It has often been said that “power corrupts”. In America, since the power is vested in the people, people have become corrupted. Not only do the people want to self-govern, they want to govern others. The millennials in major cities who have hit the streets to protest Trump’s victory are upset because they will no longer be able to impose their worldviews upon conservatives like they have vicariously through the Obama administration. Already, since Trump’s win, conservatives have already expressed their desire to push back. A few months ago, Texas wanted to secede because it felt that it was not being represented. Now, California wants out. Maybe the solution is to let Texas do Texas and California do California. There is not enough that unifies the broad spectrum of Americans for a strong, centralized federal government to function as it has. Attempting to make it so will only lead to more discontent and instability.
But It’s Not The Biggest Problem
Of course, while discussions on philosophy of government are important, none of them can adequately address the real issue–the wickedness in the heart of man, and man’s need for salvation. That we had two candidates surrounded by legal issues and allegations of corruption representing our major parties exemplifies that problem perfectly.
As I pointed out multiple times before, Christians who sold out for Trump are now going to have to find a way to heal the wounds that they have dealt to their brothers and sisters in Christ who, because of race, nationality, or other considerations found themselves as objects of derision to Trump and his supporters. Also, there is now an issue of credibility. As Christians, our first priority is to spread the truth about Christ to a world that is dead in its sin. Trump alienated a lot of people in the way he did his campaign, and the Christians who went all-in to elect Trump: those who put his signs in their yards, who shared the rude and crude Facebook posts, those who were loud and proud, have likely alienated a lot of people by doing so. This was one of the reasons I could not in good conscience support Trump. As bad as a Hillary presidency would be, I could not do harm to my Christian family as well as alienate myself from those whom God has called me to reach out to by standing up for a man who is so contrary to the values that we as God’s people should represent. But I know a lot of people who did. Polls show that around 80% of professing evangelicals voted for Trump. Healing will need to happen in our churches and communities.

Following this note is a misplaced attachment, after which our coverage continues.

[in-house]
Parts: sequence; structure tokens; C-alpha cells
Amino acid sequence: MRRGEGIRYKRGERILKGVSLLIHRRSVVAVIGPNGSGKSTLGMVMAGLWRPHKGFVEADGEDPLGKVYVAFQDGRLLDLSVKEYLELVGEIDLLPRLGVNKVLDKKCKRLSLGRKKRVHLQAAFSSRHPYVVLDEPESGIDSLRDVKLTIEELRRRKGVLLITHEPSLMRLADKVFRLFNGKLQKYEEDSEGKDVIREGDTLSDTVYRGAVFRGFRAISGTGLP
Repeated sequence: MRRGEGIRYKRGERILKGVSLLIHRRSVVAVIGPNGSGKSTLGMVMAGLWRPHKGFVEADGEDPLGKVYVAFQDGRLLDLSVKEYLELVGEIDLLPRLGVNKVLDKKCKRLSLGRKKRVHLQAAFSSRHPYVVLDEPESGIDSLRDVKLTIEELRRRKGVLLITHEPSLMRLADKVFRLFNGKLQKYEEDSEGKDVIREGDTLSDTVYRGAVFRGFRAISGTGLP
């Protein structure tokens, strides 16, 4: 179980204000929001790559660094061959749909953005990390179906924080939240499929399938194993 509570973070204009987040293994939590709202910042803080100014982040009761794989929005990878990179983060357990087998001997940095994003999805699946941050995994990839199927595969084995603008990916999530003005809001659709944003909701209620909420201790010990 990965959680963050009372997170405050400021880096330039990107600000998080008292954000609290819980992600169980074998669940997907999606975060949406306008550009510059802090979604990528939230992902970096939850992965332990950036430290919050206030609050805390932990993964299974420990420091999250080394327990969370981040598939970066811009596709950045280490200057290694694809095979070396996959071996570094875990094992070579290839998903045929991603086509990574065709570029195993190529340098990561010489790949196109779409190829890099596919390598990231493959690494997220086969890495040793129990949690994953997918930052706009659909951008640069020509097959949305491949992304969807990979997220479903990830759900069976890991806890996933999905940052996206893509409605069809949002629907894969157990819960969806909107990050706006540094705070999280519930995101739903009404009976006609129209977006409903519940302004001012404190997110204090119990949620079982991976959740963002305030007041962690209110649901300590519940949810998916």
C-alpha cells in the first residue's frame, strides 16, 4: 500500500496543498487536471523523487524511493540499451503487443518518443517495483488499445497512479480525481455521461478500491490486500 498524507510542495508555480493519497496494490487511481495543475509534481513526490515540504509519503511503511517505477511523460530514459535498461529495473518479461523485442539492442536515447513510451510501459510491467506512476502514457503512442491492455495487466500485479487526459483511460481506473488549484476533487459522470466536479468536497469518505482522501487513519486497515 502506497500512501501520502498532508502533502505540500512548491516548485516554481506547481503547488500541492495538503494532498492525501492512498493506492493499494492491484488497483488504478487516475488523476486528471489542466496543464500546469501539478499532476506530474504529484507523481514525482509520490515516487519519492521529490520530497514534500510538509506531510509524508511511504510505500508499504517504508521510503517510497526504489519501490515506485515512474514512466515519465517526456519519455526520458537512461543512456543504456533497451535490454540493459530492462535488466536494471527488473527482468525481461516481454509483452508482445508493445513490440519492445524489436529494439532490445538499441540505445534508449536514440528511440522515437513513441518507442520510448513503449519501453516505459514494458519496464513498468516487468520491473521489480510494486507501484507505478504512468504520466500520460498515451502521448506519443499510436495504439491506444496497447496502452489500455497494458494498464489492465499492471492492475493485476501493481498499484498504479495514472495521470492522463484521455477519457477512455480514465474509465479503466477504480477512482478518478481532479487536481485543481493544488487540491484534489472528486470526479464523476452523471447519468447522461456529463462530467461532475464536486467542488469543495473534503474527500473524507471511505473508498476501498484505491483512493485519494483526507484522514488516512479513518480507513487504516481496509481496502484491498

There’s more. Since Trump’s win, a lot of Christians, including those who did not support Trump, have been embracing their new leader and policies with open arms. That pesky political idolatry issue that I have written about before just got a fresh adrenaline shot to the heart. Let me be frank: even if Trump is a stalwart for the pro-life movement, religious liberty, and the constitution (and I’m still very skeptical), if major repentance and cultural shift do not happen in America, Trump will be no more than a band-aid fix. The majority of people in our society not only do not know God, but they stand in open rebellion against Him.
As Christians, our first citizenship is in heaven, and our first priority is the gospel. We should not for a second think that a good day for conservativism means that we can sit back and be apathetic as we have been. If we get a merciful reprieve for the next few years to continue to openly speak truth without fear of repercussions, then we need to use it. One day, all people, whether Democrat or Republican, white or black, man or woman, will stand before their King. That is more important than any election or the implications thereof. ♦